I didn’t grow up on a farm. But since discovering my love for agriculture in college, I have spent the past 40 years raising hogs. I worked on farms around the world – from southwest Kansas to Singapore – before finally moving with my family to Goldsboro, where my husband and I started our own hog farm more than 25 years ago.
Along the way, I’ve seen the pork industry undergo a dramatic transformation. Today, we are raising more hogs and producing more pork – and we’re doing it in a way that is safer, more humane and more transparent than ever before.
As the newly elected president of the National Pork Board, I represent hog farmers across America. But it’s the farmers here in North Carolina I know best.
More than 80 percent of hog farms in North Carolina are family-owned farms – and I’m proud to operate one of those farms. My husband and I own a 120-acre family farm where we raise hogs and grow corn, soybeans and hay. Our breed-to-wean operation includes 1,200 sows that produce about 28,000 weaned pigs each year.
We love our farm, and we love our animals. Our hope is that our farm is around to teach the next generation. We want our grandchildren to learn the valuable lessons we’ve learned – about how to care for animals, how to care for the land and how to work hard until a job is done.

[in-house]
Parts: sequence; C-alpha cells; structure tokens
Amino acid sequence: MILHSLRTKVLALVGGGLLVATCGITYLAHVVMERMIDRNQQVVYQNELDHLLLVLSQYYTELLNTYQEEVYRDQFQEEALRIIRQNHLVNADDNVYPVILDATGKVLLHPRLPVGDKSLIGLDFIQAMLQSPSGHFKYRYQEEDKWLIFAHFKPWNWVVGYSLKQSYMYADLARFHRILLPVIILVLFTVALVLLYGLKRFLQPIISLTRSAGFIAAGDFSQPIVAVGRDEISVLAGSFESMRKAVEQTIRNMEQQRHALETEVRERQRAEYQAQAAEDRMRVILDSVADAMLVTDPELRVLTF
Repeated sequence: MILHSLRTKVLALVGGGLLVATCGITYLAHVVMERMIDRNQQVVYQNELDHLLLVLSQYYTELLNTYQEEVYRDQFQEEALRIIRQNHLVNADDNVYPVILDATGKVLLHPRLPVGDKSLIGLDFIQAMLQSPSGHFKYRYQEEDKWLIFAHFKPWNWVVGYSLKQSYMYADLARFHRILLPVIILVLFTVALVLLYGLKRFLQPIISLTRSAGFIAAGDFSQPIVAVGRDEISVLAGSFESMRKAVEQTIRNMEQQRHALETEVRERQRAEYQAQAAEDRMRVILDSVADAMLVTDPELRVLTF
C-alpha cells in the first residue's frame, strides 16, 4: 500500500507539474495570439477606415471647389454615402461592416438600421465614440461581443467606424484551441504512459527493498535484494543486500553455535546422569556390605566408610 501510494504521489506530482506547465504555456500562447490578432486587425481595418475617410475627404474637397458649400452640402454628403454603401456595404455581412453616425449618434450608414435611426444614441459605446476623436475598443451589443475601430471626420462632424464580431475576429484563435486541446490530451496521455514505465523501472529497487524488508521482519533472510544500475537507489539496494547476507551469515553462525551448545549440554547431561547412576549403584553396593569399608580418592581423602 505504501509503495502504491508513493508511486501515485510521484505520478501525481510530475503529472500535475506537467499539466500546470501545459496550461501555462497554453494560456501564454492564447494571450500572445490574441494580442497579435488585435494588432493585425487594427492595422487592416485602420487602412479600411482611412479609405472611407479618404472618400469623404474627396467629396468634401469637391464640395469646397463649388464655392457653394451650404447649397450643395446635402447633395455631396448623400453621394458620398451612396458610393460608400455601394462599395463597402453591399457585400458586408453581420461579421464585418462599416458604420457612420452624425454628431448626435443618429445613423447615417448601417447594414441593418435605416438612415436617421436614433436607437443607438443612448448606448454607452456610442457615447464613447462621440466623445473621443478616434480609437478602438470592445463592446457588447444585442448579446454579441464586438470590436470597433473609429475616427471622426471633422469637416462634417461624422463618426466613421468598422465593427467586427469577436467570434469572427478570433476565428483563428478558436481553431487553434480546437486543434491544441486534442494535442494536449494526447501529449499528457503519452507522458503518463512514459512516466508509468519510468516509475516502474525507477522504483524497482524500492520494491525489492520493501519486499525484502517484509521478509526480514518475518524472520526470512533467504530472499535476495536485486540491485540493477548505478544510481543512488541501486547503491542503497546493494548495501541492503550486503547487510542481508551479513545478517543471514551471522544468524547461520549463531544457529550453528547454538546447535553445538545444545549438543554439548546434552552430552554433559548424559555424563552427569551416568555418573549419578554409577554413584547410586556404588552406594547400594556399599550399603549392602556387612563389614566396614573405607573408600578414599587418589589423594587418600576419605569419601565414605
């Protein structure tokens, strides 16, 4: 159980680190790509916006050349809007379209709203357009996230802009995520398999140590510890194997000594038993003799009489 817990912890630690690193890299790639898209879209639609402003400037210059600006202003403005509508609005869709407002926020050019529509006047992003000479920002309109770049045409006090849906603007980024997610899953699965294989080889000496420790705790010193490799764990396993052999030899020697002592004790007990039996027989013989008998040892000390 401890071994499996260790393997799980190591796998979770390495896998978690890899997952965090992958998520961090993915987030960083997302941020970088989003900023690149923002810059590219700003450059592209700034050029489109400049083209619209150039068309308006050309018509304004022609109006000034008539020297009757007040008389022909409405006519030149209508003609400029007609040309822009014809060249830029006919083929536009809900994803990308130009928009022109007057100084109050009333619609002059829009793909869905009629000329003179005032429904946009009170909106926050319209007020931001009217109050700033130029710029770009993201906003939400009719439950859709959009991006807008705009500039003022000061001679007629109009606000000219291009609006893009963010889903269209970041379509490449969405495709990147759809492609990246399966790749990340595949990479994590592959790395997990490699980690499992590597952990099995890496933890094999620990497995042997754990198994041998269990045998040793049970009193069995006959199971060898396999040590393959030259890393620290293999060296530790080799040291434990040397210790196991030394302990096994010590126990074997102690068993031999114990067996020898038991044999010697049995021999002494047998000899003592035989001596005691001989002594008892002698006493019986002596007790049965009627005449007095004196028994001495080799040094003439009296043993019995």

And, trust me, farming is hard work. It’s physically demanding, and it’s difficult. You don’t do it if you don’t love animals – it’s too much time and effort. Every livestock producer I know got into farming because of a love for animals.
That’s why I am so excited that the pork industry is on the cutting edge of animal care and sustainability. Through my work with the National Pork Board, I’m privileged to be part of the discussions that our farmers are having about how we can continue to improve animal care, be responsible stewards of the environment and contribute to a better quality of life in our communities.
The pork industry’s economic impact in North Carolina is impressive: It contributes more than $11 billion to our state’s economy and supports 46,000 full-time jobs. Many rural communities across Eastern North Carolina rely heavily on the jobs and income produced by the pork industry.
While the pork industry has always been an important part of our state’s economy, there is a huge difference between hog farming today and 50 years ago. There are more regulations and more stringent standards than ever before, as well as a greater emphasis on sharing knowledge among farmers about how to do things the right way.
One new rule concerns the use of antibiotics. We are working with farmers to make sure they understand rules that take effect next year and can work with a veterinarian to determine what is best for their animals.
Hog farmers often say that we produce 5 pounds of paperwork for every pound of pork – but that’s part of the job. It’s important that we operate in a responsible and transparent manner. We have an obligation to raise healthy animals, produce safe food and take good care for our environment. That’s what it means to be a farmer.
Jan Archer, an owner of Archer Farms in Goldsboro, was recently elected president of the National Pork Board.